Irreverent Politics Then and Now

The Up Against the Wall Motherfuckers were the Weatherman before there was Weatherman.  They were the Yippies without the media bullshit.  They were the Black Panthers without the discipline or the uniforms.  They were the Diggers with a New York City edge and guns.  They were crazy street kids who needed other like themselves to run with in the streets of New York City’s Lower East Side.  They were political activists who believed in the propaganda of the deed.  Osha Neumann, who called himself Tom at the time and whose stepfather during his preteen and teen years was the so-called Father of the New Left Herbert Marcuse, joined the gang early in its inception.

The times he spent with them are what he chronicles in his recently published book Up Against the Wall Motherfuckers: A Memoir of the 60s, With Notes for Next Time.  The tale told therein is open to criticism for the occasional pointlessness of the acts described.  Yet it is a criticism that usually can occur only via retrospect.  Neumann tells a story of street living, street politics, fights with biker gangs and police, and an ever-increasing sense of impending apocalypse.  Indeed, it was this sense of apocalypse that fed many individuals involved in the antiwar movement and the counterculture and it can easily be argued that it was that same sense that seeded the birth of Weatherman and the myriad of other revolutionary and radical groups that turned to armed struggle as the 1960s became the 1970s.

Neumann’s narrative takes the reader to St. Mark’s Place and the seedy apartments the Motherfuckers lived in and it follows them to New Mexico and the end of the group.  Along the way, one is presented with an overview of the demons Neumann himself was fighting and a discussion of the meaning of revolution in what was then called the post-scarcity society.  It’s clear that white-skinned revolutionaries in the United States and Europe were fighting the alienating aspects of the capitalist culture in which they were born and bred while many in the third world were struggling to achieve a material stability they never knew.

Neumann’s chronicle of his Motherfucker days ends perhaps three quarters of the way through the book.  The remainder is consumed with a fascinating and needed argument for a universal understanding of certain truths and the inability of either global capitalism, religion, or science to provide that understanding.  In fact, no part of this triad can even provide those truths, at least not as they are currently understood.  Science and capitalism without values is nothing short of brutal.  Religion without understanding becomes the opposite of sacred.  As Neumann writes quite eloquently: “We are urged to veil our women and our minds.”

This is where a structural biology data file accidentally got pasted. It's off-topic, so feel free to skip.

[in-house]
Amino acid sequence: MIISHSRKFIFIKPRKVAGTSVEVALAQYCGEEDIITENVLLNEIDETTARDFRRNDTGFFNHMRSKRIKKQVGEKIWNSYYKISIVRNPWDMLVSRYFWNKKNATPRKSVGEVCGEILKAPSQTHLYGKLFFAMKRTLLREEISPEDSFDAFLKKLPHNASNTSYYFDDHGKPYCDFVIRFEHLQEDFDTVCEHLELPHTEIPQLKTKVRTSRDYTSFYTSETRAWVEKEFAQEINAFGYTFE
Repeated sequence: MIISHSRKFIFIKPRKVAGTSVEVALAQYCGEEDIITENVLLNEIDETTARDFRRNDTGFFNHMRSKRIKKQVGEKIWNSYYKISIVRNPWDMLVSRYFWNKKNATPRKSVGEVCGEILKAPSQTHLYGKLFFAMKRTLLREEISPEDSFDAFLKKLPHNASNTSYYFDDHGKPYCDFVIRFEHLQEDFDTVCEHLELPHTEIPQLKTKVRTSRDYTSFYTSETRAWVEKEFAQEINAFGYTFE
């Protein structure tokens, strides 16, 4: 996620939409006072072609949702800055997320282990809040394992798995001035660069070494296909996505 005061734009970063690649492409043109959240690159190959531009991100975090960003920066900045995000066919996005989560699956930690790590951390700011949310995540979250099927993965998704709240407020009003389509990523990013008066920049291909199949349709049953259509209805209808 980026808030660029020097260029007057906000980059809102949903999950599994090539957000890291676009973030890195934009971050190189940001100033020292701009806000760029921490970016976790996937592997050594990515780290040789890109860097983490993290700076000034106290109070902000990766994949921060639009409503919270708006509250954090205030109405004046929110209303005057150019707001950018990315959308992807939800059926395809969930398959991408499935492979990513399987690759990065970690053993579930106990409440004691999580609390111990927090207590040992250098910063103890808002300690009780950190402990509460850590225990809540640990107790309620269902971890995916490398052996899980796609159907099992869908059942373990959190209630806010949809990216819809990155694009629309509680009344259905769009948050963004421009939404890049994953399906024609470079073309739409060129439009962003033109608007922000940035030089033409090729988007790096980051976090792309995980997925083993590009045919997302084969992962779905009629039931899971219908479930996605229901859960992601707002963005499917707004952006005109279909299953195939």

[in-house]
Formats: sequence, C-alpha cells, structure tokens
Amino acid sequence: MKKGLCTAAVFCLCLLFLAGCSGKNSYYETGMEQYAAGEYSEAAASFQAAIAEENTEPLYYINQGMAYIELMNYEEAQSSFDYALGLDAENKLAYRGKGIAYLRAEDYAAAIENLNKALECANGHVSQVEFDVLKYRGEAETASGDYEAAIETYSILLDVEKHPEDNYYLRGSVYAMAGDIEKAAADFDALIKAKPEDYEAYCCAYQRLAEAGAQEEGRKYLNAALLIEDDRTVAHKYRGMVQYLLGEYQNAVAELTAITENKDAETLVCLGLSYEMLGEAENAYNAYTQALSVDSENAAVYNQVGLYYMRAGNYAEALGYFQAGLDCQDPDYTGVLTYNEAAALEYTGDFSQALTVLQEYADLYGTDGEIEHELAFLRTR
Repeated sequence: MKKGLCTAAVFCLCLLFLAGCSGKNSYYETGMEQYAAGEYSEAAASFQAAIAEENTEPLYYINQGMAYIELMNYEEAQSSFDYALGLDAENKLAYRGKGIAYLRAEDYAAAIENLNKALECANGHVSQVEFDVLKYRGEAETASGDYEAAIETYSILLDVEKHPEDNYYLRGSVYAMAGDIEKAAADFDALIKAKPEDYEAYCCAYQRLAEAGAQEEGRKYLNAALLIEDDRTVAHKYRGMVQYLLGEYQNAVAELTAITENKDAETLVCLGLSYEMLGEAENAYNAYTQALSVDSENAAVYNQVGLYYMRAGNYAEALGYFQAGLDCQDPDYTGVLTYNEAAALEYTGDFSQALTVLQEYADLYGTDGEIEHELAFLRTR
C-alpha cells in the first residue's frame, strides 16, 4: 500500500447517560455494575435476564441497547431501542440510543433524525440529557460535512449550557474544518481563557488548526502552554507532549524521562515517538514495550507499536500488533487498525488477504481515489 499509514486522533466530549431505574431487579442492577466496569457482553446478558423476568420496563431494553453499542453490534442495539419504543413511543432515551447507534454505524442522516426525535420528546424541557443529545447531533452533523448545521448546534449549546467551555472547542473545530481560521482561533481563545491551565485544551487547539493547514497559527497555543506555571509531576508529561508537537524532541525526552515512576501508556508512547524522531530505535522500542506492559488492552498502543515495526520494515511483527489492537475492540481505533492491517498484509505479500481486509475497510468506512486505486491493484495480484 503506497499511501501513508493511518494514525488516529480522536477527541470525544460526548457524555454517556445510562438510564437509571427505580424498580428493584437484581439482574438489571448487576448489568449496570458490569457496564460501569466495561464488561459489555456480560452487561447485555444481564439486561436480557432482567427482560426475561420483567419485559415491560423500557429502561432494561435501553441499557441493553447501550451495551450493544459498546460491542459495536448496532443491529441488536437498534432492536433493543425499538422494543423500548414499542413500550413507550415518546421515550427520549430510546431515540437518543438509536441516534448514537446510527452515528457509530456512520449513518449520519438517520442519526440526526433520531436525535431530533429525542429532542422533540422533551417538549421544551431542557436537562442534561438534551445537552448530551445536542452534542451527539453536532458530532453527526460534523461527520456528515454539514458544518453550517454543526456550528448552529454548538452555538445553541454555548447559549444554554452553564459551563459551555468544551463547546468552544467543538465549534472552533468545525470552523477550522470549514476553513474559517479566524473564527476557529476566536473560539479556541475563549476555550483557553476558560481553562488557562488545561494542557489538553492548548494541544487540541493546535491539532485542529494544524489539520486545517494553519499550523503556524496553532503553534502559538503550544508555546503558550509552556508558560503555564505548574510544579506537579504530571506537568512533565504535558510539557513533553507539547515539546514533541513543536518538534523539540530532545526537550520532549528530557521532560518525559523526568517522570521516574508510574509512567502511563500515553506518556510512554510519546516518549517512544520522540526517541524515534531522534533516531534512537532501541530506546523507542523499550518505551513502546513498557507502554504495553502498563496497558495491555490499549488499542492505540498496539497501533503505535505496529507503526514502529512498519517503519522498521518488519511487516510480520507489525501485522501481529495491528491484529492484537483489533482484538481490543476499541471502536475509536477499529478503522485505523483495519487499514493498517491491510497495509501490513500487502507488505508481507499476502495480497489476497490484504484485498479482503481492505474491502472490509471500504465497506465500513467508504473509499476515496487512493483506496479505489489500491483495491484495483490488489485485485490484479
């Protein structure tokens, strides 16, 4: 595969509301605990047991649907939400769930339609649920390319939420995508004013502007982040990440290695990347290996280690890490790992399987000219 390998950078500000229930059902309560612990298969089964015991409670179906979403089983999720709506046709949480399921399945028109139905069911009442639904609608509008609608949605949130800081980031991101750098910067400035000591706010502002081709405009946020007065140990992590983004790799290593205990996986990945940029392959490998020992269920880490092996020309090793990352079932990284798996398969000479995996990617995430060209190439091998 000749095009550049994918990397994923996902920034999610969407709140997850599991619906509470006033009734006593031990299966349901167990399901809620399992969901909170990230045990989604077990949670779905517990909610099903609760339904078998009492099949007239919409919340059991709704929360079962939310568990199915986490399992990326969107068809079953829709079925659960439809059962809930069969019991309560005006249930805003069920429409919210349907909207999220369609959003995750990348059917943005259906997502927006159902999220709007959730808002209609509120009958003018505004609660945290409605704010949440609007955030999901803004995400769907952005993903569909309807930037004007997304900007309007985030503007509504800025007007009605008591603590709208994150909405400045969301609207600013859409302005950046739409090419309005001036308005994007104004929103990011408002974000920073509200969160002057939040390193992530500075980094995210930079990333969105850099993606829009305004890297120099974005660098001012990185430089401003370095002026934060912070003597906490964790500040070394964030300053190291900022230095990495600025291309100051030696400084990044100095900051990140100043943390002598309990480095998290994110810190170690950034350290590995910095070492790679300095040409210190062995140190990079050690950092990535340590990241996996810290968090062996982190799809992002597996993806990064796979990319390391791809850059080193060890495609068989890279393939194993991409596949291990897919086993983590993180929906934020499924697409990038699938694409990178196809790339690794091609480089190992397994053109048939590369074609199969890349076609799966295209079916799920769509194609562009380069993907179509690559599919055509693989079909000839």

Mickey Z. is one of today’s writers/bloggers that are the internet equivalent to the Motherfuckers.  Irreverent and iconoclastic, Z’s newest missive keeps the arrows of anger and daggers of distrust pointed at the heart of why we find ourselves constantly at the abyss.  Titled No Innocent Bystanders, Mickey takes on the government of the United States with the same venom he uses against an antiwar movement whose leadership suckles at the teat of the Democratic Party’s cash cow.  There is a sense of occasional hopelessness that things will never change, yet the fact the writer continues to write proves otherwise.  His barbs are essential if a movement is to be honest.

Like the Motherfuckers, his effectiveness is most likely limited by a refusal to compromise.  Also, like the Motherfuckers, the things he says need to be said even if they do piss off folks and institutions many believe should be beyond reproach–at least this kind of reproach. The points made by Mickey Z. are points that need to be made and when an arrow is pointed in my direction, I prefer that the bow be held by a friend.  The Motherfuckers were friends.  So is Mickey Z.  Those who fail to understand this are those who should read Mr. Z.  Read what he has to say, even if it raises your ire.  That’s the point.

RON JACOBS is author of The Way the Wind Blew: a history of the Weather Underground, which is just republished by Verso. Jacobs’ essay on Big Bill Broonzy is featured in CounterPunch’s collection on music, art and sex, Serpents in the Garden. His first novel, Short Order Frame Up, is published by Mainstay Press. He can be reached at: rjacobs3625@charter.net

 

 

 

 

Ron Jacobs is the author of Daydream Sunset: Sixties Counterculture in the Seventies published by CounterPunch Books. His latest offering is a pamphlet titled Capitalism: Is the Problem.  He lives in Vermont. He can be reached at: ronj1955@gmail.com.